This Guy Has Collected the Largest Set of Drug Baggies Known to Man
All images courtesy of Dan Giannopolous.

This Guy Has Collected the Largest Set of Drug Baggies Known to Man

A very fortuitous number, in fact: 420.
May 11, 2016, 4:30pm

In 2013, we spoke to photographer Dan Giannopolous about taking photos of discarded drug baggies. He'd just started snapping the ziplock bags he found lying around near his house and mapping their coordinates to see if he could find any recognizable patterns. Three years later: nope, no recognizable patterns. But lots and lots of photos of empty baggies.

"In terms of patterns, nothing really showed up," he says over the phone. "It just showed that there are a lot of litter bugs. A lot of drug users who like to litter."


I suppose that makes sense; these bags are available online, meaning dealers from all over buy them in bulk, so you're probably not going to see any designs local to one specific area.

Plus, weed dealers—and the vast majority of the baggies Giannopolous photographed contained weed ("I've got a lot of friends who had the same bags, and they're all fucking potheads")—aren't that bothered about branding. Selling weed isn't like selling heroin—where dealers stamp the wraps with their own personal brand—or pills, which are often stamped with a recognizable design. Unless you're the type to import ludicrously expensive, name-brand weed from America, it's likely you don't care too much about what design is on the packaging it comes in.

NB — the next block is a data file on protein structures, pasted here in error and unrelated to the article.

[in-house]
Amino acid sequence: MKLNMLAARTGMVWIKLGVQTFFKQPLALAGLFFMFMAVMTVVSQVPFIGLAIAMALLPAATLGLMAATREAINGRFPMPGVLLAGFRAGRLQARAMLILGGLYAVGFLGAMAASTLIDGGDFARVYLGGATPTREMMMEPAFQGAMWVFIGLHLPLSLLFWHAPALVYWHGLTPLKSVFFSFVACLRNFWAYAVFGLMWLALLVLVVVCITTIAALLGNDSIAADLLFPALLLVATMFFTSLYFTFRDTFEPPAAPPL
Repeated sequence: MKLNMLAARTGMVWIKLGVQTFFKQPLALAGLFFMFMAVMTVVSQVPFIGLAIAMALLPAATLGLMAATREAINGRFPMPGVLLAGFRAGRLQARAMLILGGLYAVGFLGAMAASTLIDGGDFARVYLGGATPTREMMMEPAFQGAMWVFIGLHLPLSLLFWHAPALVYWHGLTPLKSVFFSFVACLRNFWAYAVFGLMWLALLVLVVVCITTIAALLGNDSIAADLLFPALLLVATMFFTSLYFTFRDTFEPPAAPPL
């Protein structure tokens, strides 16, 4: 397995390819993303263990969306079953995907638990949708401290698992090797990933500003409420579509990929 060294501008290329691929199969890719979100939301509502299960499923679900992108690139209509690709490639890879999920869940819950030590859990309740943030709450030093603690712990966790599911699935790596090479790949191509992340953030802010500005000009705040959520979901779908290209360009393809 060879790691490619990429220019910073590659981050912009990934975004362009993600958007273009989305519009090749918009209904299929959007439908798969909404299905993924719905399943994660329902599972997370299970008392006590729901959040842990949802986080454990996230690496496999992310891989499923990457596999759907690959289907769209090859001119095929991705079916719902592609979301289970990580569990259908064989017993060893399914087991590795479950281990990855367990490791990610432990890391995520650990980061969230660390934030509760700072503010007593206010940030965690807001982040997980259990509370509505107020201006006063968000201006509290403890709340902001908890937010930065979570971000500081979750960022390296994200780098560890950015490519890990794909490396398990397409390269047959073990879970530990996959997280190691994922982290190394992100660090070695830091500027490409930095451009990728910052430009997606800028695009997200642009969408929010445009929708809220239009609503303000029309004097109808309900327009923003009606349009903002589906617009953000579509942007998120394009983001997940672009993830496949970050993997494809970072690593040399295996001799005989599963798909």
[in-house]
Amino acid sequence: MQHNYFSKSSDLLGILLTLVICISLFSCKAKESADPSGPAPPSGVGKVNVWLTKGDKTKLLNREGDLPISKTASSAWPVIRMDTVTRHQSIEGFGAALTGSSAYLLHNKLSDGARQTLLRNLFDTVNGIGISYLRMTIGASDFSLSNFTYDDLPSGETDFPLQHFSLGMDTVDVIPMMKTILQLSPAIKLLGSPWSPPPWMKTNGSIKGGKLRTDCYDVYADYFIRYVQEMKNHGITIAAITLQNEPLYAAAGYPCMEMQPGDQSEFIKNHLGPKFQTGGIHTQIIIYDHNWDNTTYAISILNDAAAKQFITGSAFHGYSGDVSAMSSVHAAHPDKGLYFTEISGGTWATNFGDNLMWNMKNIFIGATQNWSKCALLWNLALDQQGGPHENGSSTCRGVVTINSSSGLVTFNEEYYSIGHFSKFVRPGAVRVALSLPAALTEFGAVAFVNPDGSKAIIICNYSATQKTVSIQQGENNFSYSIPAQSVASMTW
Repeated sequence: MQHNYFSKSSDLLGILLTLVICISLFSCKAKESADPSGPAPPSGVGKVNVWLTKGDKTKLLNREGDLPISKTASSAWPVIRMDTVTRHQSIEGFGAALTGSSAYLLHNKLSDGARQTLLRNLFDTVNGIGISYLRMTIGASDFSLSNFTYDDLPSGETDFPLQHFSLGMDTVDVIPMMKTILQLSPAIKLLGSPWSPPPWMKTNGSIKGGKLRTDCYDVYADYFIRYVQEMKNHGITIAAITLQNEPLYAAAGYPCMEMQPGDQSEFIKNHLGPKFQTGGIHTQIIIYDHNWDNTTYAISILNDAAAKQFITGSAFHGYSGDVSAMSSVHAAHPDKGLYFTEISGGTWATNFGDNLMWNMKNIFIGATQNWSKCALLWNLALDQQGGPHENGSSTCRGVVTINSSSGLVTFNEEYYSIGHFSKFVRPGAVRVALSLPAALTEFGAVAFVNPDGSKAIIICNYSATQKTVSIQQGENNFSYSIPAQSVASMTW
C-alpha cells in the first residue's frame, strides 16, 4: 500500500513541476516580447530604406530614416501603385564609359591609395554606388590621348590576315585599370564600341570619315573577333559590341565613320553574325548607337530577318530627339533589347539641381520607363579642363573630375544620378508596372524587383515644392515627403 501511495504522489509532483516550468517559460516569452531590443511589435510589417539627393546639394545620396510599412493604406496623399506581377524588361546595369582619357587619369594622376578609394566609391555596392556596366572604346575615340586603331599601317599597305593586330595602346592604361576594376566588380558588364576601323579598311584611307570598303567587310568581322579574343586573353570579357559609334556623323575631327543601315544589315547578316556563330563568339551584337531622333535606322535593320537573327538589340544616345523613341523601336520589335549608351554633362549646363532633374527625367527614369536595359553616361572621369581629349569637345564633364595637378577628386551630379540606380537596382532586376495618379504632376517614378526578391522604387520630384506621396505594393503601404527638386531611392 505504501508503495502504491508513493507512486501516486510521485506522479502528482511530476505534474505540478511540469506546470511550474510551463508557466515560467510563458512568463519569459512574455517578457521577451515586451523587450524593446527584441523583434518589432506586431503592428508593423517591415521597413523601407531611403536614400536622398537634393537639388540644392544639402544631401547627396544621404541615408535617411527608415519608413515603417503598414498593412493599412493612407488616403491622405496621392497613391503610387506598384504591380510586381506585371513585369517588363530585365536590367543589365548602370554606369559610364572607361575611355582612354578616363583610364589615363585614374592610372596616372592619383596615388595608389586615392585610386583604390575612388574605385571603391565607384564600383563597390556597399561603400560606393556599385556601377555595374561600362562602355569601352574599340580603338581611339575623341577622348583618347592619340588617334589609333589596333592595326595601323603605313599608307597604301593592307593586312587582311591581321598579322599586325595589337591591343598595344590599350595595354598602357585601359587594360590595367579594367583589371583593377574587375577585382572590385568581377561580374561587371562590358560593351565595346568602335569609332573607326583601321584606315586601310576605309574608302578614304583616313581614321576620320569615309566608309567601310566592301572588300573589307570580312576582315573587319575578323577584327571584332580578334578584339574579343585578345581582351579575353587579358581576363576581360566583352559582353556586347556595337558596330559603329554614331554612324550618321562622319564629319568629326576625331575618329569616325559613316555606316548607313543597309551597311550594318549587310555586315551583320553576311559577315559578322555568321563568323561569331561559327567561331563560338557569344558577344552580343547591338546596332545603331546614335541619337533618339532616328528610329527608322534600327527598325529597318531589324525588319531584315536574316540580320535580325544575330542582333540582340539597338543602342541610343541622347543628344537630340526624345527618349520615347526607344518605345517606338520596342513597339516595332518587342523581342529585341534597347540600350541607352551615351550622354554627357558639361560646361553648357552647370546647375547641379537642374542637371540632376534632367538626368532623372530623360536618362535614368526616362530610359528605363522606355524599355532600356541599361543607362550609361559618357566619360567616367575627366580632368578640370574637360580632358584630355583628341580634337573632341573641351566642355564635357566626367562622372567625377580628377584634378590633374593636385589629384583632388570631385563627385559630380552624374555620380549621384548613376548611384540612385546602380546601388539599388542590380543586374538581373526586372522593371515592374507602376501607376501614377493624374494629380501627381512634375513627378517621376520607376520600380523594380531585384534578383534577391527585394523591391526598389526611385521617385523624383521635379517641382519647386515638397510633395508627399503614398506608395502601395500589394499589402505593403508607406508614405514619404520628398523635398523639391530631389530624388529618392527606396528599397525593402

Giannopolous did notice some changes over the years, though. "Toward the beginning, I saw a lot of Bruce Lee [bags] and ones with bulldogs on them," he says. "They still turned up occasionally [further into the project], but there were new ones, too—the biohazard one, different types of smiley faces."

Often finding the bags in the typical places people go to get stoned—parks, bus stops, those quiet paths that are full of smashed glass and loose children's shoes, despite the fact you never see anybody walk down them—Giannopolous realized that there wasn't much use in trying to force any kind of data out of them, so he just decided to focus on the aesthetics. "To me, they're just really cool little bits of street art, which I thought would look cool if they were photographed and blown up," he says.


So he's done just that, ready to exhibit the project—which he's called WASTE(D)—at the Ben Oakley Gallery in London this June. Weirdly, the number of baggies he'll have on display ended up "completely unintentionally" being a very suitable amount.

"I reached a point with the digital collage I was making where I needed to get it printed. I stopped and thought, That's it—I'm not going to do it anymore," he says. "And it just happened to be on four hundred twenty baggies."

WASTE(D)opens at the Ben Oakley Gallery, Greenwich on June 10.

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See more images from "WASTE(D)" below.